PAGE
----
The director of War for the Planet of the Apes and Dawn of the Planet of the Apes, Matt Reeves, has an incredible skill for creating the plausibly crumbling natural world Caesar and his tribe are about to inherit. He's also very good at balancing the necessary irony of Harrelson's performance with the even more necessary total conviction of Serkis's (and the other mo-cap ape actors). Even better: Though the film is full of violence, Reeves makes every death matter to someone on-screen. He's less good at noticing when his film overreaches with the whole "But who is the savage, now?" shtick. At one point, the Colonel forces a cadre of ape POWs to build a (wait for it) wall outside his commandeered fortress. "Why do they need a wall?" one of them asks, and only barely resists looking damply into the camera at Trump's America. But guess what: This is Trump's America, and Reeves makes an admirable effort to present it/us with a credible catastrophization of the moral and spiritual trajectory we can't even seem to fully acknowledge, much less avert. SEAN NELSON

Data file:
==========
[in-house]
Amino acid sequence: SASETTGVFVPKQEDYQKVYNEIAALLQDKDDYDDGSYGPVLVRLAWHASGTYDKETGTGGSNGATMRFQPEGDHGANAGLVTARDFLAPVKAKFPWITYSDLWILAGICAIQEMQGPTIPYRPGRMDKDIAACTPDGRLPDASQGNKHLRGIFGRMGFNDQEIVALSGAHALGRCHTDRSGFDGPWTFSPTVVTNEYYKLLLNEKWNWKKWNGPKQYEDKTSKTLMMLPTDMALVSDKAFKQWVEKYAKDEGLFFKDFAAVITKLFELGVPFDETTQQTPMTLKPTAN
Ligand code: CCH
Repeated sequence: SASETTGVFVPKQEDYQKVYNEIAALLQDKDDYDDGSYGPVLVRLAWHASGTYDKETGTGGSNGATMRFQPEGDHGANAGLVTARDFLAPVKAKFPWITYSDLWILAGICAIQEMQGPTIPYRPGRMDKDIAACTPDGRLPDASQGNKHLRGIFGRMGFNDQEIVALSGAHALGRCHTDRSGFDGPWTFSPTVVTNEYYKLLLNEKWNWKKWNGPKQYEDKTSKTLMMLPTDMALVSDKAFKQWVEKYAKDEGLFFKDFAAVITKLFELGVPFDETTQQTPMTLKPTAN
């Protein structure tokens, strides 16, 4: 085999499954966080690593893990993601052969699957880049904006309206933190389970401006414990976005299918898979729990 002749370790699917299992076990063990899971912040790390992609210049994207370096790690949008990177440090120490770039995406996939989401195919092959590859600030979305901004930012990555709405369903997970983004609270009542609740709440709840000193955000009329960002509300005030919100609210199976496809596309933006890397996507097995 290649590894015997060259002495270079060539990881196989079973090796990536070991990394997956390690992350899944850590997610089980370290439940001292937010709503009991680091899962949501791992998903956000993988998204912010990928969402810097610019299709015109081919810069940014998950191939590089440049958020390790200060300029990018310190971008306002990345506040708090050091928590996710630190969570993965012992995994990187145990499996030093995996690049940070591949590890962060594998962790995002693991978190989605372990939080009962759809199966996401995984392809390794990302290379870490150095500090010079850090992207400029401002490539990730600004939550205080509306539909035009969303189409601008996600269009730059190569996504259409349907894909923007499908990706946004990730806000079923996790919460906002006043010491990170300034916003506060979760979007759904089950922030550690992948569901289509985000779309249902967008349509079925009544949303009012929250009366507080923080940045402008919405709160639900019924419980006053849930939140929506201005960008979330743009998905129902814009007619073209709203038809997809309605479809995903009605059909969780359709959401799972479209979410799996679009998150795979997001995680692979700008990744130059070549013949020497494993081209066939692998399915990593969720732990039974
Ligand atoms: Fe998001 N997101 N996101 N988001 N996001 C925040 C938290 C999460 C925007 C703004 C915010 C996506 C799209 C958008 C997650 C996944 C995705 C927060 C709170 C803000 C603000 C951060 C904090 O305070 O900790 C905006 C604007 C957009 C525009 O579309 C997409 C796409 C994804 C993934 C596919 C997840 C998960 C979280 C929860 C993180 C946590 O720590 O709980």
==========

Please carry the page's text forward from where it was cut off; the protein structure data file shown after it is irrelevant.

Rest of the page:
In Wonder Woman, innocence is Diana’s foil. She’s read at great length about the world, but has never lived in it. And as Diana deals with her naïveté and her foes, Wonder Woman is exciting and fun—even though it devolves into typical blockbuster spectacle near its end, I’d recommend it to anyone who loves action films, and there’s also just enough subtext to feed a philosophical mind. How much harm does Wonder Woman do when she strides boldly into war? Is this what power looks like? Is it cool just because she’s a woman? Hopefully these questions will be answered in future films. For now, Wonder Woman is a thrilling start. SUZETTE SMITH